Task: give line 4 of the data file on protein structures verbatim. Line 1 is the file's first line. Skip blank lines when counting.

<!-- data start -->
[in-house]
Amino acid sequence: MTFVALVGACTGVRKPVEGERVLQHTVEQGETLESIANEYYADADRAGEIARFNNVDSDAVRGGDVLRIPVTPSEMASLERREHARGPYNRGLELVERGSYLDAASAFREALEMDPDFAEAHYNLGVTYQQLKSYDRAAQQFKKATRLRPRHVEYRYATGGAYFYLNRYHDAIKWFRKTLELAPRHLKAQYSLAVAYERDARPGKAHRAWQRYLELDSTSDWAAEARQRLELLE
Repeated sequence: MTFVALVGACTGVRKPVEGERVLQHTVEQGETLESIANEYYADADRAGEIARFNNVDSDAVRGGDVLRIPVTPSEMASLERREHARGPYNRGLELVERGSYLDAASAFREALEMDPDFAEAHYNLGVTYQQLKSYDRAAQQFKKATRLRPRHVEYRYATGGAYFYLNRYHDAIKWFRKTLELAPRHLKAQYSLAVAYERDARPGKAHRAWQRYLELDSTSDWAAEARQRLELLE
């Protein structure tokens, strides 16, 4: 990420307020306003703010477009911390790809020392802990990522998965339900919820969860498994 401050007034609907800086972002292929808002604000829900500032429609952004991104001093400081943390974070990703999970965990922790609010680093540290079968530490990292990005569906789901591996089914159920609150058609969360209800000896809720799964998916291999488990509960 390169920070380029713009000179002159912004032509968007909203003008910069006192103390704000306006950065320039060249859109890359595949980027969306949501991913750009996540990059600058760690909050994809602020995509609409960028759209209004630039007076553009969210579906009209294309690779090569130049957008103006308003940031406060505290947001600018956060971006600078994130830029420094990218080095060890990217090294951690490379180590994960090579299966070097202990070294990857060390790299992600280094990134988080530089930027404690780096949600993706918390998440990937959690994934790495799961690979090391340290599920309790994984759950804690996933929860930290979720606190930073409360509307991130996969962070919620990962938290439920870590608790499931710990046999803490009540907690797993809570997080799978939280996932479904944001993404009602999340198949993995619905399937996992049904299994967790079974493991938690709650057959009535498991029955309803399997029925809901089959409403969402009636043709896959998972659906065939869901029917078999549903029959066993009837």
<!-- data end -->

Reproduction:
């Protein structure tokens, strides 16, 4: 990420307020306003703010477009911390790809020392802990990522998965339900919820969860498994 401050007034609907800086972002292929808002604000829900500032429609952004991104001093400081943390974070990703999970965990922790609010680093540290079968530490990292990005569906789901591996089914159920609150058609969360209800000896809720799964998916291999488990509960 390169920070380029713009000179002159912004032509968007909203003008910069006192103390704000306006950065320039060249859109890359595949980027969306949501991913750009996540990059600058760690909050994809602020995509609409960028759209209004630039007076553009969210579906009209294309690779090569130049957008103006308003940031406060505290947001600018956060971006600078994130830029420094990218080095060890990217090294951690490379180590994960090579299966070097202990070294990857060390790299992600280094990134988080530089930027404690780096949600993706918390998440990937959690994934790495799961690979090391340290599920309790994984759950804690996933929860930290979720606190930073409360509307991130996969962070919620990962938290439920870590608790499931710990046999803490009540907690797993809570997080799978939280996932479904944001993404009602999340198949993995619905399937996992049904299994967790079974493991938690709650057959009535498991029955309803399997029925809901089959409403969402009636043709896959998972659906065939869901029917078999549903029959066993009837």